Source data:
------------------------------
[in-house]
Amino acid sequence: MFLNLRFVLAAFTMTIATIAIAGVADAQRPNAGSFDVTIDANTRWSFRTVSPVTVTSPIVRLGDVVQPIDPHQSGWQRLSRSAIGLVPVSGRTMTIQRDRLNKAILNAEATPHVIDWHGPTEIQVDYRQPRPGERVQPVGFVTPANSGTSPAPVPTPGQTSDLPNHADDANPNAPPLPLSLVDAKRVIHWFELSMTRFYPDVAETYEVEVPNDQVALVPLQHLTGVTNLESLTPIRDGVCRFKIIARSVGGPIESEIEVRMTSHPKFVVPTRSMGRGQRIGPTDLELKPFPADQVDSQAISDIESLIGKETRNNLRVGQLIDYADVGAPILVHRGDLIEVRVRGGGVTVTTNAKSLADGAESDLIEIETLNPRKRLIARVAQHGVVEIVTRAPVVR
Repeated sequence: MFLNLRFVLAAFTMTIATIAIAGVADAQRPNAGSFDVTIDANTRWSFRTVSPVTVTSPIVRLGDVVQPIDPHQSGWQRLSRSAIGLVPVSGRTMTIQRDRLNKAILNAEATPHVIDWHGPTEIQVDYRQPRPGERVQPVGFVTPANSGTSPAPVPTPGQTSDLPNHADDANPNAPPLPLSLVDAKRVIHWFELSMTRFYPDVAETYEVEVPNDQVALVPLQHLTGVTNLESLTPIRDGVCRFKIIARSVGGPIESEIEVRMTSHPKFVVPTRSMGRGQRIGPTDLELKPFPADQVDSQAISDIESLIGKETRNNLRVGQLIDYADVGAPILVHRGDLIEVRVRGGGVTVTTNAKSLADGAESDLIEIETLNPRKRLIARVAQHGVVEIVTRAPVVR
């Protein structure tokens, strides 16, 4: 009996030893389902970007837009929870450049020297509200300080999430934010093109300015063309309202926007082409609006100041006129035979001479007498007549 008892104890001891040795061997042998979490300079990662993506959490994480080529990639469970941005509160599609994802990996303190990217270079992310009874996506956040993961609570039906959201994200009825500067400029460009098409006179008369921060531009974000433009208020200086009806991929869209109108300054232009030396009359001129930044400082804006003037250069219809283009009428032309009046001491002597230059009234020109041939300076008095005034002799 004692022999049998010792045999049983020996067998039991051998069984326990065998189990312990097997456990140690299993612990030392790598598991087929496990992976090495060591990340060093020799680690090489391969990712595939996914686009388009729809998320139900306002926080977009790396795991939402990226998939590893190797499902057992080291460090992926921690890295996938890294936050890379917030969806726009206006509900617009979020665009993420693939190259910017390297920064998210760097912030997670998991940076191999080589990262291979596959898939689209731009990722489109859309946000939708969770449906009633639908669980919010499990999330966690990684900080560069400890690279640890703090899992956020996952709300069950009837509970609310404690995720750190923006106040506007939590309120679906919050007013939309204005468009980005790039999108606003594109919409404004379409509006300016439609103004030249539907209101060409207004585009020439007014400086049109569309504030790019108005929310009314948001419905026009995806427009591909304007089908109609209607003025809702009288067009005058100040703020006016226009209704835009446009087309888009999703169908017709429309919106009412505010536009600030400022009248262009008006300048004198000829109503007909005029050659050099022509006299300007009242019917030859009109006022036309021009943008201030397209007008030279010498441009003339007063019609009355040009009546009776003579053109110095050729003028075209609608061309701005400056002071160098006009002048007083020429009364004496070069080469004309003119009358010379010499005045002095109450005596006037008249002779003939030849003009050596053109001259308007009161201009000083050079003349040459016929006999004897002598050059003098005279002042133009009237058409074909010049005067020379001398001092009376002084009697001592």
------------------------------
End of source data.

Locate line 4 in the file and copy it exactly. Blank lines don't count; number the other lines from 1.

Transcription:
């Protein structure tokens, strides 16, 4: 009996030893389902970007837009929870450049020297509200300080999430934010093109300015063309309202926007082409609006100041006129035979001479007498007549 008892104890001891040795061997042998979490300079990662993506959490994480080529990639469970941005509160599609994802990996303190990217270079992310009874996506956040993961609570039906959201994200009825500067400029460009098409006179008369921060531009974000433009208020200086009806991929869209109108300054232009030396009359001129930044400082804006003037250069219809283009009428032309009046001491002597230059009234020109041939300076008095005034002799 004692022999049998010792045999049983020996067998039991051998069984326990065998189990312990097997456990140690299993612990030392790598598991087929496990992976090495060591990340060093020799680690090489391969990712595939996914686009388009729809998320139900306002926080977009790396795991939402990226998939590893190797499902057992080291460090992926921690890295996938890294936050890379917030969806726009206006509900617009979020665009993420693939190259910017390297920064998210760097912030997670998991940076191999080589990262291979596959898939689209731009990722489109859309946000939708969770449906009633639908669980919010499990999330966690990684900080560069400890690279640890703090899992956020996952709300069950009837509970609310404690995720750190923006106040506007939590309120679906919050007013939309204005468009980005790039999108606003594109919409404004379409509006300016439609103004030249539907209101060409207004585009020439007014400086049109569309504030790019108005929310009314948001419905026009995806427009591909304007089908109609209607003025809702009288067009005058100040703020006016226009209704835009446009087309888009999703169908017709429309919106009412505010536009600030400022009248262009008006300048004198000829109503007909005029050659050099022509006299300007009242019917030859009109006022036309021009943008201030397209007008030279010498441009003339007063019609009355040009009546009776003579053109110095050729003028075209609608061309701005400056002071160098006009002048007083020429009364004496070069080469004309003119009358010379010499005045002095109450005596006037008249002779003939030849003009050596053109001259308007009161201009000083050079003349040459016929006999004897002598050059003098005279002042133009009237058409074909010049005067020379001398001092009376002084009697001592």